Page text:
Print this page

Bread prices go up

Thursday August 08, 2019 Written by Published in National
The price of bread was last reviewed in 2008 and 2014, which was the result of an adjustment from increases to value added tax. The price of bread was last reviewed in 2008 and 2014, which was the result of an adjustment from increases to value added tax.

The wholesale and retail prices of bread in the Cook Islands will increase from tomorrow.

 

The retail price of white loaves will increase from $4.89 to $4.95, wholemeal and whole grain from $5.19 to $5.35, while the wholesale price of white loaves will increase from $4.09 to $4.15, and wholemeal and whole grain from $4.19 to $4.35, each.

Rarotonga resident William Taripo says the increases are affordable for daily customers like him.

Taripo said he preferred the white loaves because they were cheaper than the wholemeal and whole grain options.

Price Tribunal president Fletcher Melvin said the increase in bread prices is due to a rise in wheat prices in Australia.

The increase has been due to an ongoing drought which has impacted the wheat harvest, driving up flour prices, Melvin said.

He said the suppliers have recently notified the flour wholesalers and bakeries of the increase.

Kervin Aroita, general manager for Avarua Bakery, said they were happy with the increase.

Aroita said they do not want bread prices to go up but the recent increase in the flour prices has left them no choice.

The price of bread was last reviewed in 2008 and 2014, which was the result of an adjustment from increases to value added tax.

“Bread is a basic need for the people and the last thing we want is to increase its price. But we can’t control the external factors which have led to this increase,” Aroita said.

“In 2008, the bread price increased due to shortage of wheat which was caused by flooding. This year we have the similar situation but it’s caused by drought. These are things that we can’t control.”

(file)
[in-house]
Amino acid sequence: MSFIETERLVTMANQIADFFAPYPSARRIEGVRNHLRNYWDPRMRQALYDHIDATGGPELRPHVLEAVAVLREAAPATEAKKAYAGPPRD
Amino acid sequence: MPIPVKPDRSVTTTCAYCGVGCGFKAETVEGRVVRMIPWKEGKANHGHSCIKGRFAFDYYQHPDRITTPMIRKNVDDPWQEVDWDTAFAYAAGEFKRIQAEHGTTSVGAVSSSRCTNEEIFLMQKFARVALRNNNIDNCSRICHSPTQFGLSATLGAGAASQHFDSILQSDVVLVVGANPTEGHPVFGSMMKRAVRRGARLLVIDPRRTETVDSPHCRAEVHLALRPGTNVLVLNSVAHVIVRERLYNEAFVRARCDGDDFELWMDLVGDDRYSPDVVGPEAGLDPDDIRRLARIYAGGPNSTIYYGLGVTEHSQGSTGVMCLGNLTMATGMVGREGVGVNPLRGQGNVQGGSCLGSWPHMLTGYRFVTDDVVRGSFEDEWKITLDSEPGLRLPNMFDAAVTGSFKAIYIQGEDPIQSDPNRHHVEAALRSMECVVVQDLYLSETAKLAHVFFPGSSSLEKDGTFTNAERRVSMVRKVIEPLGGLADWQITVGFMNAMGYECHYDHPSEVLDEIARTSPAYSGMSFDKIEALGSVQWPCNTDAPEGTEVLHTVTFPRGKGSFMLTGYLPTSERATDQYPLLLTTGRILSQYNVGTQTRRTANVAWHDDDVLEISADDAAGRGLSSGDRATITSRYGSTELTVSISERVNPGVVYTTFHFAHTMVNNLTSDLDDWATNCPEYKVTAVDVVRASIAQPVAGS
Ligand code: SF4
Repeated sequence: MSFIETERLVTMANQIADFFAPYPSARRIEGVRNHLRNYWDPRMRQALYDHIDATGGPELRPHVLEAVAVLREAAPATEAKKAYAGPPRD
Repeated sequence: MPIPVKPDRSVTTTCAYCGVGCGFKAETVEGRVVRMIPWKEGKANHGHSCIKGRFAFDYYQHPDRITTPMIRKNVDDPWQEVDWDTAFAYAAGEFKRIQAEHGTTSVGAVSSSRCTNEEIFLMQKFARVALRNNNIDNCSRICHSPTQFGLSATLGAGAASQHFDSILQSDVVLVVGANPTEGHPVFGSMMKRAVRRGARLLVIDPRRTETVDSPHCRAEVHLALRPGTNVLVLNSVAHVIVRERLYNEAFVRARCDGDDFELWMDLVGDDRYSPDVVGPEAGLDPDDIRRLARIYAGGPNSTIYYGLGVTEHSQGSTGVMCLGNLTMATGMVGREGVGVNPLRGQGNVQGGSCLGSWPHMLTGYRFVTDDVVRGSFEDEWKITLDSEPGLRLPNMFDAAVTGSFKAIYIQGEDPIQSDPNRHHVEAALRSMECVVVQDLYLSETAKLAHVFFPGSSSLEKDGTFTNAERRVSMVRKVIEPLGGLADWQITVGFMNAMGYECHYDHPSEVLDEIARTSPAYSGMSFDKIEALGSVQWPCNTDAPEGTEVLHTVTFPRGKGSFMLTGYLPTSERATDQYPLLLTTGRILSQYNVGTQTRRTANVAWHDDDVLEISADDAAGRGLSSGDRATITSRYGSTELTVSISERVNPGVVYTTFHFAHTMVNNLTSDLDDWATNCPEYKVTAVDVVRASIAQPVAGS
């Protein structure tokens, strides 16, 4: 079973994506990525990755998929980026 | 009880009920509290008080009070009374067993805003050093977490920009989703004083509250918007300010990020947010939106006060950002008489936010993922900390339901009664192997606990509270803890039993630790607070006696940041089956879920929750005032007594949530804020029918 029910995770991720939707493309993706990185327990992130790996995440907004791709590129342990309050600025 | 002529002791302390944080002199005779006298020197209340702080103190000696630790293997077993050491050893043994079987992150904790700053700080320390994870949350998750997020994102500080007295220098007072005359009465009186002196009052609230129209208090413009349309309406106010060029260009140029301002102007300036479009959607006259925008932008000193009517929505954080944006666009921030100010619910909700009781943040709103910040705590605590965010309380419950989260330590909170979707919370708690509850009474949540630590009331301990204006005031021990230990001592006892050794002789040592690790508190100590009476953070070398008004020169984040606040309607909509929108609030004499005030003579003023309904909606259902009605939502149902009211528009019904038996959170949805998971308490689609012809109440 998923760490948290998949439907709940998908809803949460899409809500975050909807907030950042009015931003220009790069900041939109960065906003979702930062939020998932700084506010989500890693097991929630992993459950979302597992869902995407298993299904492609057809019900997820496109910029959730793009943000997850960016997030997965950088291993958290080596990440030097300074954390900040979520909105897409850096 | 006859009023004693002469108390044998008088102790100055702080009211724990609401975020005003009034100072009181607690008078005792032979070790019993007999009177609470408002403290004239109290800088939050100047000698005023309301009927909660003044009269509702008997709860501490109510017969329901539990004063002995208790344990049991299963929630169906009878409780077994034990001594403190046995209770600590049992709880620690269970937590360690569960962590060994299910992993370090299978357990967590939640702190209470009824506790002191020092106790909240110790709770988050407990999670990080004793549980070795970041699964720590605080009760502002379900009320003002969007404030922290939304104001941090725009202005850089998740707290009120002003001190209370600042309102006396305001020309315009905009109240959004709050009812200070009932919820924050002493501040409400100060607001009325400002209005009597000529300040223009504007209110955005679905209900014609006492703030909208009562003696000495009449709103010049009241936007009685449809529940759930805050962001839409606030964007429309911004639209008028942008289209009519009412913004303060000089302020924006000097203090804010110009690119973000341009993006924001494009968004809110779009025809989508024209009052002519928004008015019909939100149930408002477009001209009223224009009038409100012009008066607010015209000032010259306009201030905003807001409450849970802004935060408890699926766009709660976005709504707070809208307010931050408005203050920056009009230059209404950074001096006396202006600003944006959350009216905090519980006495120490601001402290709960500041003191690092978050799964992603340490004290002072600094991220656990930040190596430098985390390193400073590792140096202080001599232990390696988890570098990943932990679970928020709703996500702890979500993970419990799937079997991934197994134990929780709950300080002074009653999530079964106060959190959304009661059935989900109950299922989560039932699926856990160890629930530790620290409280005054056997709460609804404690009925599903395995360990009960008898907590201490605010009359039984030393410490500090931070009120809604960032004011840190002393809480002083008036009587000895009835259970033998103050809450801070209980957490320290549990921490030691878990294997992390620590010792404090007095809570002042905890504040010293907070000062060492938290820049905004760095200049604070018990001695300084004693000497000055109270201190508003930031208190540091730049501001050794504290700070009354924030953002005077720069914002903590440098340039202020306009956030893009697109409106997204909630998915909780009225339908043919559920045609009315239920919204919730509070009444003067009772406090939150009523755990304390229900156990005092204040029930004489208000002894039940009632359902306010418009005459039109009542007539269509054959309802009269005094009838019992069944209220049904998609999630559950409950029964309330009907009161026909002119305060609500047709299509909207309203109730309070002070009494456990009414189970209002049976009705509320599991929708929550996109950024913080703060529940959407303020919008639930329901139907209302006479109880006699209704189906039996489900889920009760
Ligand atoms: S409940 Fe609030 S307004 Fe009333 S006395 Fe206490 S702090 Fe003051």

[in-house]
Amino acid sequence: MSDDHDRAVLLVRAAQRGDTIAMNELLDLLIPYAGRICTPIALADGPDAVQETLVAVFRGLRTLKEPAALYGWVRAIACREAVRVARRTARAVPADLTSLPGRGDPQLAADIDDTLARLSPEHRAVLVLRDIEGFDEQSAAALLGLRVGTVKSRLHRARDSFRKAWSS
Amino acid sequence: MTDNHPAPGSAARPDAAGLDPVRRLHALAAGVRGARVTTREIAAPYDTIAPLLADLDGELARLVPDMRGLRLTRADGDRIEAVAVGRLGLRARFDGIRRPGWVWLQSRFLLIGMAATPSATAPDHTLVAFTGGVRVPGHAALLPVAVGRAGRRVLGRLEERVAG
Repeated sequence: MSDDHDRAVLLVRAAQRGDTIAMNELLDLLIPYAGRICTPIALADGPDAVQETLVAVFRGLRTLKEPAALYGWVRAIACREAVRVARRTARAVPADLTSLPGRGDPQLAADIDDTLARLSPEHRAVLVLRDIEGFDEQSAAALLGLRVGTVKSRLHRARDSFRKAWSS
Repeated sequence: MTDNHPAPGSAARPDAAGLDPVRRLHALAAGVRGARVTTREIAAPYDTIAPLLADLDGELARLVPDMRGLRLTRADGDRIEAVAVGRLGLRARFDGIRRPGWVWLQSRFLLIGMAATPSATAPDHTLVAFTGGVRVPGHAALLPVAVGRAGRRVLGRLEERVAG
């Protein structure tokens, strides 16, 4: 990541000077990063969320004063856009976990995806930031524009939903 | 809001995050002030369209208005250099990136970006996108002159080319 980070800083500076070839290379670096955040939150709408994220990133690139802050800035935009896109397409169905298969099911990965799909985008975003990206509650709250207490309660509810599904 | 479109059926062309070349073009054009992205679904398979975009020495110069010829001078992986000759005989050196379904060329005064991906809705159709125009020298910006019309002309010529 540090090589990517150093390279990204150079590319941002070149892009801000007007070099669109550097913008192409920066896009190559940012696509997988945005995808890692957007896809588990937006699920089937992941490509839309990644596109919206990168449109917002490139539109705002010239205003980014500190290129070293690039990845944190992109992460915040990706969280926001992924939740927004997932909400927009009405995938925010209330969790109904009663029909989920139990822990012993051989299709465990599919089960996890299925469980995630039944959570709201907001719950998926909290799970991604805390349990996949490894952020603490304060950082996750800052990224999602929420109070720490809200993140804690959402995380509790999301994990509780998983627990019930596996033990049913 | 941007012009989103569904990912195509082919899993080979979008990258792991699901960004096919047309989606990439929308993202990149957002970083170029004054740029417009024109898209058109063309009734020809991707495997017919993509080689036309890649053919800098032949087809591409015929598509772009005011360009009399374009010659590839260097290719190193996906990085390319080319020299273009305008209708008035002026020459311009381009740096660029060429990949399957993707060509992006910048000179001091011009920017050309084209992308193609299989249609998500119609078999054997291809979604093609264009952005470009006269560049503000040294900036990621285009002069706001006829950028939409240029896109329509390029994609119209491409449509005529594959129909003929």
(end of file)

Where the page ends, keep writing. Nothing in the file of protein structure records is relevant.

Avarua Bakery, which employs about 25 staff, produces 800 loaves per night on weekdays and 1600 per night on weekends.

Titikaveka-based Turoa Bakery is the other major supplier of bread in Rarotonga.

Melvin said the decision on the new prices were based on recommendations from the local wholesalers.

The last price order for bread was issued in 2014 and prices have remained unchanged since that year, he said.

“There will be another review of supplier prices in December 2019 to determine the next price order. The Price Tribunal has reviewed the evidence from the suppliers and made its own independent inquiries and agrees with the justification. It has been determined that due to the shipping and harvesting of wheat a full investigation of the prices should be held every six months.”

Melvin said only wholesale and retail prices for white, whole meal and multigrain bread on Rarotonga are subject to the price order.

The new prices will remain in force for the next six months until the next price order is issued in January 2019.

Price inspections will be carried out and breach orders will be issued where there is non-compliance.

Consumers should expect to see the new prices clearly displayed at retail outlets for these price controlled products. Retailers are obligated to ensure that the new prices come into immediate effect.